Il Pci e il processo d’indipendenza dell ’Africa nera francese (1958-1961)
N. 1, GENNAIO-MARZO
The Look of Italian Communist Party about French Black Africa (1958-1961)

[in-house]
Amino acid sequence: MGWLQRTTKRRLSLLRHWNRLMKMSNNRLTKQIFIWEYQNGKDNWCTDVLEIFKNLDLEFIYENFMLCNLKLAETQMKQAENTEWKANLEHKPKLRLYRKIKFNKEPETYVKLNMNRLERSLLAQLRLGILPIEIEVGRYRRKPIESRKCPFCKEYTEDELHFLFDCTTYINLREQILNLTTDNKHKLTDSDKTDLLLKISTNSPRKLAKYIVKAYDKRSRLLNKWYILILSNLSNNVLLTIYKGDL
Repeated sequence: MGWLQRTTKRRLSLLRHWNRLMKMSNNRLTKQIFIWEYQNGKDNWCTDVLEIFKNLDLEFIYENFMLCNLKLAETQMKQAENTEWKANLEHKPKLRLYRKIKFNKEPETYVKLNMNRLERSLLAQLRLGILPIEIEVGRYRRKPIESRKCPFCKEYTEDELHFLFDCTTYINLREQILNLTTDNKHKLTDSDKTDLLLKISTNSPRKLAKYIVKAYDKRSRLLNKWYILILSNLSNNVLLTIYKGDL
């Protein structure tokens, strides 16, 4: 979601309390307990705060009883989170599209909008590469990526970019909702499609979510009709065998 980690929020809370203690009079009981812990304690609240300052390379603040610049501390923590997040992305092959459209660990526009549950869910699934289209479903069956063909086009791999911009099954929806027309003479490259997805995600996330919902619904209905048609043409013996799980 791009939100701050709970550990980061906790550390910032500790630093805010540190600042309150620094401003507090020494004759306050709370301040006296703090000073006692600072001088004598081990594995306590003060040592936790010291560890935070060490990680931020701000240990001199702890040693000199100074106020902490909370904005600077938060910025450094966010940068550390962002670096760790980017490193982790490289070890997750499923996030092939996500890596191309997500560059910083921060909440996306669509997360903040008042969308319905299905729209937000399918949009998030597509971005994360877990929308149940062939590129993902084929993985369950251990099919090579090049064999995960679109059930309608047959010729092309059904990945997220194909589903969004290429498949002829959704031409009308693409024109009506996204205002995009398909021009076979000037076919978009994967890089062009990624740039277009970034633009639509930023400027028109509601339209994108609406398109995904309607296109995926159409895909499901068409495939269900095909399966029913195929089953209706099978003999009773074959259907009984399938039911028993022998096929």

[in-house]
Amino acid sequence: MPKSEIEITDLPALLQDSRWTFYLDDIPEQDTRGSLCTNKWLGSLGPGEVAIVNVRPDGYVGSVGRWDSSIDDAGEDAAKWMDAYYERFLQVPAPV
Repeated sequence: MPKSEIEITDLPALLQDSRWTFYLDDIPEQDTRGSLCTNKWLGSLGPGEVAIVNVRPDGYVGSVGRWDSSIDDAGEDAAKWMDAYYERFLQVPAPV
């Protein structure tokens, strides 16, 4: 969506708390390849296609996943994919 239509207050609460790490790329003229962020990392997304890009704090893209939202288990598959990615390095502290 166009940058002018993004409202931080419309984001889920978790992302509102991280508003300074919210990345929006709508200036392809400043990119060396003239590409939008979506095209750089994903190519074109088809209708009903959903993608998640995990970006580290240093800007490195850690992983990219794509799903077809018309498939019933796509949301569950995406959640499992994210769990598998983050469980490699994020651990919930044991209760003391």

French Sub-Saharan Africa’s decolonization – which occurred between 1958 and 1960 – had particularly interested the Italian Communist Party for ideological originality shown by anti-colonial parties into the struggle for independence. The ideas of self-determination of peoples subjected to European domination, influenced by Marxism, by the French Communist Party and by the socialist world, it developed, however, a kind of nationalism that was independent from the working-class design and taking into account a mass of underlings ready to rise again and to gain freedom and self-awareness. If the Pcf struggled to give support to those same African movements that it had influenced himself, the Pci, that was intent on carving out a political space just inside the socialist camp, was very interested in the «afromarxiste» and nationalist experimentation in the French colonies. Especially after 1956, at the end of the Cominform and at the begin of recognition of «national roads to socialism», the Italian Communists intertwined relationships with the government of independent Guinea (1958), led by Sekou Toure, with the independence movement of Cameroon, Union des populations du Cameroun (Upc), with Mali led by Modibo Keita and with the Parti africain de l’indépendance (Pai) in Senegal. The Communist Party and its idea of Africa also influenced the vision that the Italian Left and its cultural environment had about this territory.